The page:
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#161 mrmando

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Posted 06 September 2011 - 12:04 PM

I didn't miss the comment, I just don't agree with it. A mountain can appear to be a molehill when one looks through the wrong lenses.

P.S. The only silly thing I've done is complain about the red T-shirt. I'm pretty darn serious about the rest of this.

Edited by mrmando, 06 September 2011 - 12:15 PM.


#162 SDG

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Posted 06 September 2011 - 12:26 PM

I didn't miss the comment, I just don't agree with it.

If you didn't miss it, then perhaps you misunderstood it. Or else your cart-before-the-horse comment about pulling out big guns in response to my overdeveloped defense makes no sense that I can see.

My defense has been measured and open to give and take. I didn't defend too stridently or passionately. I've acknowledged countervailing points. I haven't gone scorched earth on criticism of the film. My defense was "overdeveloped" in the sense that it was overly refined and pedantically articulated in response to somewhat trivial criticisms. Nothing in my measured defense invited a scorched earth response.

Scorched earth is a bad style of argument that illuminates nothing. If you can't see anything in the film but "stupid, desperate, cowardly characters ... chaos ... lumpen literalism," etc., all I can say is, "I'm sorry you missed the movie."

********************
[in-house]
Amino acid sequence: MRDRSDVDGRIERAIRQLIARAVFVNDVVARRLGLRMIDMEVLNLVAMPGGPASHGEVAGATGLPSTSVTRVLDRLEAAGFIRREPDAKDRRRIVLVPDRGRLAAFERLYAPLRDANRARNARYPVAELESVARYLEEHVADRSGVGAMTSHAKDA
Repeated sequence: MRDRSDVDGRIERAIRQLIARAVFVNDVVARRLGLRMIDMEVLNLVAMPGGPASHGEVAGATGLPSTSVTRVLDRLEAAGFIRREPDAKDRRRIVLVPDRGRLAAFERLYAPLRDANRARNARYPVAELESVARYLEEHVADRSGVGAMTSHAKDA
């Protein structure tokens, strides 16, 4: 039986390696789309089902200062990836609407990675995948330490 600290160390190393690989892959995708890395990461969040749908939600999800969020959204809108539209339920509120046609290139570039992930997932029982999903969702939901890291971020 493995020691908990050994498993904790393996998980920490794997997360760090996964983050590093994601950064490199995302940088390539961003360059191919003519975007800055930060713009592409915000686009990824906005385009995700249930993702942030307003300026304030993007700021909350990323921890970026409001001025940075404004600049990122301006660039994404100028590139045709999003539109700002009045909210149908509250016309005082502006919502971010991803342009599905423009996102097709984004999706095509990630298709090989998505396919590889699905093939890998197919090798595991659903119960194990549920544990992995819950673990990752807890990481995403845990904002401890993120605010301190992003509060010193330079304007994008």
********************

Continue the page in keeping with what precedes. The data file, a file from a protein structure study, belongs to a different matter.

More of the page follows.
I didn't miss the comment, I just don't agree with it. A mountain can appear to be a molehill when one looks through the wrong lenses.

If you think a post-credit tag is a mountain, which of us has the wrong lens is a question I am willing to leave as an exercise to the reader.

Edited by SDG, 06 September 2011 - 12:33 PM.


#163 mrmando

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Posted 06 September 2011 - 12:53 PM

I think we've reached the point of meta-discussion where Peter begins to get bored. The films have numerous charming attributes; that much I do not dispute. I reject the charge that I "can't see anything but...." The question is whether those charming attributes are sufficient to induce me to forgive the films' rank faults. Unlike you and Jeffrey, I grew up with a strong attachment to the books, unpolluted by any parallel attachment to the films. So my lenses, whatever their other attributes may be, are not clouded by decades' worth of warm Disney-fuzzies. I did see Many Adventures once as a preteen, and even then I didn't care for its Americanized, flattened-out, dumbed-down approach.

The comment you're calling "scorched earth" is merely a summation of points I've made earlier in the thread. There's no new information in it. You didn't call those statements "scorched earth" the first time I made them, so why do they become "scorched earth" upon reiteration?

#164 SDG

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Posted 06 September 2011 - 01:01 PM

The comment you're calling "scorched earth" is merely a summation of points I've made earlier in the thread. There's no new information in it. You didn't call those statements "scorched earth" the first time I made them, so why do they become "scorched earth" upon reiteration?

"Scorched earth" is a paraphrase for what I wrote in response to that post: "I am chagrined that you are driven to such ugly adjectives to describe such a gentle and charming film." Whether or not there was new information, it was expressed with greater violence and a sweeping set of antitheses ("stupid, desperate, cowardly characters" vs."humble yet capable characters", "imagination" vs. "lumpen literalism." etc.) that seemed to leave little room for the "charming attributes" that have now been acknowledged. (Such acknowledgments are helpful in avoiding the scorched earth effect.)